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MYH9 mutation and lupus erythematosus

Item Type:Article
Title:MYH9 mutation and lupus erythematosus
Creators Name:Elitok, S., Goebel, U., Bieringer, M., Nagel, M., Schneider, W., Kettritz, R. and Luft, F.C.
Abstract:MYH9 is the gene encoding nonmuscle myosin heavy chain IIA. Mutations result in a variety of diverse syndromes that share the association of macrothrombocytopaenia and leukocyte inclusions. Kidney disease may occur. Our patient underwent kidney biopsy in 1970, 1998 and 2008. The biopsies were interpreted as interstitial nephritis, focal sclerosing glomerulonephritis and membranous lupus erythematosis (WHO Stage V), respectively. At the latter presentation, antinuclear antibodies, lupus anticoagulant and a fitting clinical picture were all present. Immunosuppression markedly improved the patient’s symptoms and her state of well-being, although she remained dialysis dependent. Sequencing identified the 5521G>A mutation in exon 38. We draw attention to MYH9-related kidney disease. Whether or not the appearance of a lupus-like syndrome in our patient is solely coincidental cannot be determined. What should be done when a patient comes with an (more-or-less) established genetic disease but shows characteristics of another entity? Sensible judgment dictates finding a common denominator (Occam’s razor). However, this strategy is not always possible. We were faced with a glomerulonephritis patient who appeared not to have what she should have had. However, one renal disease does not protect from another. Sometimes serious therapeutic decisions are in the balance.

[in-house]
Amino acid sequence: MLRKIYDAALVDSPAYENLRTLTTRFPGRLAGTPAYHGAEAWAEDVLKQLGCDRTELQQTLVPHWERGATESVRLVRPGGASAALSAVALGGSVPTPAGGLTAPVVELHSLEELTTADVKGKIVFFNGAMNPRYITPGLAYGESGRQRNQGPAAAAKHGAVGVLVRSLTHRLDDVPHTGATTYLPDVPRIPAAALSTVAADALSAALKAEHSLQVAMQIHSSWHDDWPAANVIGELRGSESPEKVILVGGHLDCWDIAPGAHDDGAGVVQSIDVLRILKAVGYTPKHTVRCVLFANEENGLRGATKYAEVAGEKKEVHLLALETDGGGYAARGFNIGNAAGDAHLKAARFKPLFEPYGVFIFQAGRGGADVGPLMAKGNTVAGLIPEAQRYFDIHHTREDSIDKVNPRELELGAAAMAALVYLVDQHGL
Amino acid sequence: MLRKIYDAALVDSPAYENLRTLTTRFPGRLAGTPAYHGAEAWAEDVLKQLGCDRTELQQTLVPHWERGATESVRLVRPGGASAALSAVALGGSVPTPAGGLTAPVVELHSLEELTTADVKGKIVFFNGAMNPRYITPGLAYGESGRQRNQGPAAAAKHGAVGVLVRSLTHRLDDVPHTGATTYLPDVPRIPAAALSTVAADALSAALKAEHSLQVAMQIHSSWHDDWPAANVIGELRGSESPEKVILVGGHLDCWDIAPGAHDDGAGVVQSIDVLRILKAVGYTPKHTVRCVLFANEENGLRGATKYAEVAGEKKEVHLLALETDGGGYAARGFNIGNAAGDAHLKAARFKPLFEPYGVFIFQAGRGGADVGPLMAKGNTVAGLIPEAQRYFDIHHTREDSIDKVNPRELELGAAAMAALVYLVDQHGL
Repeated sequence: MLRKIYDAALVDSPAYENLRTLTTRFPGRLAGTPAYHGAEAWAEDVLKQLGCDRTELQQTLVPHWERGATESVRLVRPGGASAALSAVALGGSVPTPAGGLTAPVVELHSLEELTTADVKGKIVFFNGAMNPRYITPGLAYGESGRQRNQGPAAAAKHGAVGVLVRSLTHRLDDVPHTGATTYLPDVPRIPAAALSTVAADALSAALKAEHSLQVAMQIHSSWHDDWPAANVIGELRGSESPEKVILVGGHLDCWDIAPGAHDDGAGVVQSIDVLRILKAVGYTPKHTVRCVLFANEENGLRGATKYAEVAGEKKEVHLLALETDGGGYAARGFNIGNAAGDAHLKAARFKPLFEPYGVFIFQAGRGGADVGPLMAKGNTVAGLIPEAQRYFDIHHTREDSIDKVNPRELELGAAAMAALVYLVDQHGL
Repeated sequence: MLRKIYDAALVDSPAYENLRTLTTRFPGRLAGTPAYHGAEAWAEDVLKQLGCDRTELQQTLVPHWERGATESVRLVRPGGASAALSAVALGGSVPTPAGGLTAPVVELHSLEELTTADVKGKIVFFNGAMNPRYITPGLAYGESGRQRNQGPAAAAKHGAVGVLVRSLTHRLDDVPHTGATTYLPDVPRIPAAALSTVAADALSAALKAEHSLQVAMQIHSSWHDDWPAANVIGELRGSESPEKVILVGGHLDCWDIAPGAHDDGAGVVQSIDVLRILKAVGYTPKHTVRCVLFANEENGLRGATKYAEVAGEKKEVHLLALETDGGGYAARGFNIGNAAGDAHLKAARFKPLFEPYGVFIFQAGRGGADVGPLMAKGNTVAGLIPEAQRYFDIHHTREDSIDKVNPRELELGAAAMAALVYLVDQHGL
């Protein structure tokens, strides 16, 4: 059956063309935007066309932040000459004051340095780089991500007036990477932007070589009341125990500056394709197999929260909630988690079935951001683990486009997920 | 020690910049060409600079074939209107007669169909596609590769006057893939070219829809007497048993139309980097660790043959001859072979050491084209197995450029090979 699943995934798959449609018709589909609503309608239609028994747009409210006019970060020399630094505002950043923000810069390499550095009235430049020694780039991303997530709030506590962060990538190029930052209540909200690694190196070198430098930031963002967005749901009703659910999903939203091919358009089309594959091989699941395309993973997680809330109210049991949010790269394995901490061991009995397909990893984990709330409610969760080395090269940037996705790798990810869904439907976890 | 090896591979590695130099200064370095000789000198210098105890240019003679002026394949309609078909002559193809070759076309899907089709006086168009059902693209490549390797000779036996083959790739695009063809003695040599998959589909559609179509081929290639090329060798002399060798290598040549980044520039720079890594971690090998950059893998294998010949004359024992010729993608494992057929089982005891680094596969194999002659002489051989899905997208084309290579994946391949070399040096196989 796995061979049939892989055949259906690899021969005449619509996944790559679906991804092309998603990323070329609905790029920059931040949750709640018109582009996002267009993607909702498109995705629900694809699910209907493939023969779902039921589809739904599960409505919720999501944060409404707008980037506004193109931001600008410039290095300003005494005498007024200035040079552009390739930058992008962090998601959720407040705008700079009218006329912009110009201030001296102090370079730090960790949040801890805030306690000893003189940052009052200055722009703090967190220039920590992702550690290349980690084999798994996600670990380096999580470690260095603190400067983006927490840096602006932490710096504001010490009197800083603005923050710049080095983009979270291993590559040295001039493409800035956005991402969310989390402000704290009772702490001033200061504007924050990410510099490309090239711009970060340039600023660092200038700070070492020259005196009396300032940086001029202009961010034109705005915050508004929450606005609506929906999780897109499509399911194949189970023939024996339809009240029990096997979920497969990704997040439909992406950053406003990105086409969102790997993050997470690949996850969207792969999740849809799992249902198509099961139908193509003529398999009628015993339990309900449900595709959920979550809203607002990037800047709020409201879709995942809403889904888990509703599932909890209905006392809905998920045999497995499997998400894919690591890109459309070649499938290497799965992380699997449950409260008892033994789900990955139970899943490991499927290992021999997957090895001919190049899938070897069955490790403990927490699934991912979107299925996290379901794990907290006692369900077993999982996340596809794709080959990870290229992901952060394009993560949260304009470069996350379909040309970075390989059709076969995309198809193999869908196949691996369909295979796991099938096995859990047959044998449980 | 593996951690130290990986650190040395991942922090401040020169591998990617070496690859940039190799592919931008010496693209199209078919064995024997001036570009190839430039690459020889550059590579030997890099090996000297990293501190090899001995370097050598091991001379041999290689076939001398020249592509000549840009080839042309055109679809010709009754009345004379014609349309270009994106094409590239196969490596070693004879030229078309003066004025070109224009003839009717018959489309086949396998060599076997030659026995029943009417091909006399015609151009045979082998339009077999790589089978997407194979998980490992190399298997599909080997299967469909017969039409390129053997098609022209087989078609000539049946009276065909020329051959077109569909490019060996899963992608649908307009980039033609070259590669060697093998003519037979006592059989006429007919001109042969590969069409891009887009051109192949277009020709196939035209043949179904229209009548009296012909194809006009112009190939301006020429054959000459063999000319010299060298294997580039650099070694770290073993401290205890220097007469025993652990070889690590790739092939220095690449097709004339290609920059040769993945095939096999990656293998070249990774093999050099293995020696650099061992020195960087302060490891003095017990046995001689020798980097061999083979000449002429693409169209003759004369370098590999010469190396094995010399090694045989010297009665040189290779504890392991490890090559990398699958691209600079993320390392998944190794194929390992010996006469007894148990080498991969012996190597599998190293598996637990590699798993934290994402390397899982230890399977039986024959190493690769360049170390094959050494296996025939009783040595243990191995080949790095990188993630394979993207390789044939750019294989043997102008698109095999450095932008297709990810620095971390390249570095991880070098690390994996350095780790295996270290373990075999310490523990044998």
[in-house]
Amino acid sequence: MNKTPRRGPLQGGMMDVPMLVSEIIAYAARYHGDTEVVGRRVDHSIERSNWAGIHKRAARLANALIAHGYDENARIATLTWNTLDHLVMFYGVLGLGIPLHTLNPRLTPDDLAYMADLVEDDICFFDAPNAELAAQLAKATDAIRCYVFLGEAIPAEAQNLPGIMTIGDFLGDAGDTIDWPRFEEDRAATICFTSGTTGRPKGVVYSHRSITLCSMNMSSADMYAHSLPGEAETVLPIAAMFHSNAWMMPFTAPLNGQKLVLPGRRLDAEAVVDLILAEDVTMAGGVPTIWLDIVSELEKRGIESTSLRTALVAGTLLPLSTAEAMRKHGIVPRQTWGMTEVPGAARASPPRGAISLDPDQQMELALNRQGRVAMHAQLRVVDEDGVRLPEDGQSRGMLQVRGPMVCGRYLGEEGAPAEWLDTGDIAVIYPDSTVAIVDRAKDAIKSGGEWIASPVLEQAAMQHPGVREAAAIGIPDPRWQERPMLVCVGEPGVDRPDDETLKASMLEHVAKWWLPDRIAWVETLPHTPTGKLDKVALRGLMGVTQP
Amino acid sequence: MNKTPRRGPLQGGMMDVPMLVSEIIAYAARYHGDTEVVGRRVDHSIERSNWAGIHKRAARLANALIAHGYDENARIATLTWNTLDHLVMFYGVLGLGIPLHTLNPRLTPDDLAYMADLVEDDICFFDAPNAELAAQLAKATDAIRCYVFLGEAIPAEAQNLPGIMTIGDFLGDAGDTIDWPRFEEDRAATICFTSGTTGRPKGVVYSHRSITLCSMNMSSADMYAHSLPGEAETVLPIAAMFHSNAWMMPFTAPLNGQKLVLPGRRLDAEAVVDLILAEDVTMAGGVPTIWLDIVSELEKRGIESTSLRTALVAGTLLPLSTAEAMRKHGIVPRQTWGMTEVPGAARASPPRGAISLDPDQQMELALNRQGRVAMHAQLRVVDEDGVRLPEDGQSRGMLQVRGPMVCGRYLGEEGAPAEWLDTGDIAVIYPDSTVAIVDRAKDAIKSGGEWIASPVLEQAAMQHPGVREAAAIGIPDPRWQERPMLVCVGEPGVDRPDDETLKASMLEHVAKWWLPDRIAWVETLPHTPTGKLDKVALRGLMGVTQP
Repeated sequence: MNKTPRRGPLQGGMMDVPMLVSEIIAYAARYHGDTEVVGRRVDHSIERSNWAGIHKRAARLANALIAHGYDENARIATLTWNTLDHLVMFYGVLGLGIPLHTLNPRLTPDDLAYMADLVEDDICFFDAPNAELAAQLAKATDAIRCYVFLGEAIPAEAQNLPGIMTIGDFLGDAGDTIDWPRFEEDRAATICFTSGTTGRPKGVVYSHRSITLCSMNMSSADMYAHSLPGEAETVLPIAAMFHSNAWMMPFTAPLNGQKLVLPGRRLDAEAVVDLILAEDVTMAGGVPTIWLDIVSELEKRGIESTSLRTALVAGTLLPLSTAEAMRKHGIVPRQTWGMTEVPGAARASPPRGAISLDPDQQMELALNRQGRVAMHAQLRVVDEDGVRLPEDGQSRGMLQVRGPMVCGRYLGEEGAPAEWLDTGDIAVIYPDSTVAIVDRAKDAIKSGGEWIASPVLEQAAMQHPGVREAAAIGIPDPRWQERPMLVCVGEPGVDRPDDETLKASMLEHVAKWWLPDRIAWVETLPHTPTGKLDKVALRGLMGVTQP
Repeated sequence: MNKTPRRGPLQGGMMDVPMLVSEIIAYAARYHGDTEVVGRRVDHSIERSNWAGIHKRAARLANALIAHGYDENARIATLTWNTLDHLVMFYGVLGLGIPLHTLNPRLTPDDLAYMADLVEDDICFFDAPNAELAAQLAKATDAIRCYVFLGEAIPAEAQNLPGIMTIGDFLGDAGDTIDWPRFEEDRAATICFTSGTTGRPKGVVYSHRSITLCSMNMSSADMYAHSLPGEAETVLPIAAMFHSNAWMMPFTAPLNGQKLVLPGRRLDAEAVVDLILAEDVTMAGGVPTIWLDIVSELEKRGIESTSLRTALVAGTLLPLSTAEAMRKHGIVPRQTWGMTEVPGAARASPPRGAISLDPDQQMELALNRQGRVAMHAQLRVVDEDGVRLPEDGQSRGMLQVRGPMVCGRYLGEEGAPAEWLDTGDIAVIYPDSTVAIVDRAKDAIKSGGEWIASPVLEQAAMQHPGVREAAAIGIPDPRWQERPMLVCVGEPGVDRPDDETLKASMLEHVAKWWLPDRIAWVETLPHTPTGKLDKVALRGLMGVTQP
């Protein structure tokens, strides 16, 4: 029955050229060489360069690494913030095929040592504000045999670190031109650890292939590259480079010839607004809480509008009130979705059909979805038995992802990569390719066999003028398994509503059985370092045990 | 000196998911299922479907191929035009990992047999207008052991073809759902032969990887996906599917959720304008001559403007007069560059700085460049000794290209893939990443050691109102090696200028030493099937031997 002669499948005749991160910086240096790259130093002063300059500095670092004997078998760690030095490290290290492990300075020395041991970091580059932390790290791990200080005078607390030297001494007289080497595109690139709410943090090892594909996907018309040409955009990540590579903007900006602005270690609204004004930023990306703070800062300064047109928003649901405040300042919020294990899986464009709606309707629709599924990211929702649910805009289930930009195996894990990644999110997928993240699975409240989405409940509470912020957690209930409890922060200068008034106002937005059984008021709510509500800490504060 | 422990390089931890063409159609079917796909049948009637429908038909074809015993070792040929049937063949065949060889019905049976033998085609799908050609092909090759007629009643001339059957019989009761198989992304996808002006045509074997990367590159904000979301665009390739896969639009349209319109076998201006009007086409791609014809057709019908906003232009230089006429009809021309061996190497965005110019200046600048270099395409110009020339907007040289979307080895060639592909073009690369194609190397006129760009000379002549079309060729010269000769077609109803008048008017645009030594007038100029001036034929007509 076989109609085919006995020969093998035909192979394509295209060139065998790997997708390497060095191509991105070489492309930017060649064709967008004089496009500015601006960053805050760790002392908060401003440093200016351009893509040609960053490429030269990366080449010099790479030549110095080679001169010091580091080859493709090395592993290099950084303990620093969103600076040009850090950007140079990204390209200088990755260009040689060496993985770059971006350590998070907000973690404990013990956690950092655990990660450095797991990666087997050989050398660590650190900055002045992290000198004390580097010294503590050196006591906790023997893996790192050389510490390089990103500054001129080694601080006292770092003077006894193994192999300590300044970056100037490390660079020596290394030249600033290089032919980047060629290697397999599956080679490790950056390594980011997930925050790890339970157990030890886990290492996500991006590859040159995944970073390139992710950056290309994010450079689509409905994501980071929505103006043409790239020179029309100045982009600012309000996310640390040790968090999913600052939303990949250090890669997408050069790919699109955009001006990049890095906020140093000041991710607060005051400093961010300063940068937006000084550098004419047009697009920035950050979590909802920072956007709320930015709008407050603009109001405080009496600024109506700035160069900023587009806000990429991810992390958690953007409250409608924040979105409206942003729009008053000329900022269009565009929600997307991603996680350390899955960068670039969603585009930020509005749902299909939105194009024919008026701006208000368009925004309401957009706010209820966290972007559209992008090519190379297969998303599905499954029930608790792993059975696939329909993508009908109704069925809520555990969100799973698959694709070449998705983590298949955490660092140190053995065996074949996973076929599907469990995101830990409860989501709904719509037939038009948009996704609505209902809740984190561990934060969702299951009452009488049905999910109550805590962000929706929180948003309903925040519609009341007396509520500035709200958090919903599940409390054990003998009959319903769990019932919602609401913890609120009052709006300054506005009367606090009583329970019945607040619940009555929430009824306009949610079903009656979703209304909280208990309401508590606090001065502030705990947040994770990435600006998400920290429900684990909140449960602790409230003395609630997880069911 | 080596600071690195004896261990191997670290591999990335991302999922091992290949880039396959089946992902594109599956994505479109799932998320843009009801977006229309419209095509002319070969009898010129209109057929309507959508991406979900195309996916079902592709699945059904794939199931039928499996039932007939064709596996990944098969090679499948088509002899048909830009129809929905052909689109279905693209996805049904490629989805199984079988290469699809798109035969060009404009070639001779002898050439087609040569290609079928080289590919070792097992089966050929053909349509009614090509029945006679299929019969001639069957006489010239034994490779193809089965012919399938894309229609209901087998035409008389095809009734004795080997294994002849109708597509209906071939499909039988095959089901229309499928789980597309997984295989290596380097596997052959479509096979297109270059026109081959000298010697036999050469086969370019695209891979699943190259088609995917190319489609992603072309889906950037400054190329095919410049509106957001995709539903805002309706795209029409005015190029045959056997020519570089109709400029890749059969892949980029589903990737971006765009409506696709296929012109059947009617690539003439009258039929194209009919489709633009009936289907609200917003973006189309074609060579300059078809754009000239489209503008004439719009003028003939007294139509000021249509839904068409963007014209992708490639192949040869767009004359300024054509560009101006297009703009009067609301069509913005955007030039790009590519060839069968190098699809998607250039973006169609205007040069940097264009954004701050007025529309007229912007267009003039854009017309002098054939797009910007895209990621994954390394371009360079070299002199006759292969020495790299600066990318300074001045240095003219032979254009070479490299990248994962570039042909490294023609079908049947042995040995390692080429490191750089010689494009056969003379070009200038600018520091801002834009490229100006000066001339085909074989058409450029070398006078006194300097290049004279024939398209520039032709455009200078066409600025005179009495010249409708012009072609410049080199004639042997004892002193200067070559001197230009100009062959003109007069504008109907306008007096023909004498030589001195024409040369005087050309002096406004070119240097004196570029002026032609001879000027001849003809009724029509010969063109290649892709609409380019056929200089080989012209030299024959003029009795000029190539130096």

Keywords:Focal Segmental Glomerulosclerosis, Lupus Erythematosus, Lupus Nephritis, May-Hegglin, MYH9
Source:NDT Plus
Publisher:Oxford University Press
Page Range:128-131
Date:April 2010
Official Publication:https://doi.org/10.1093/ndtplus/sfp181

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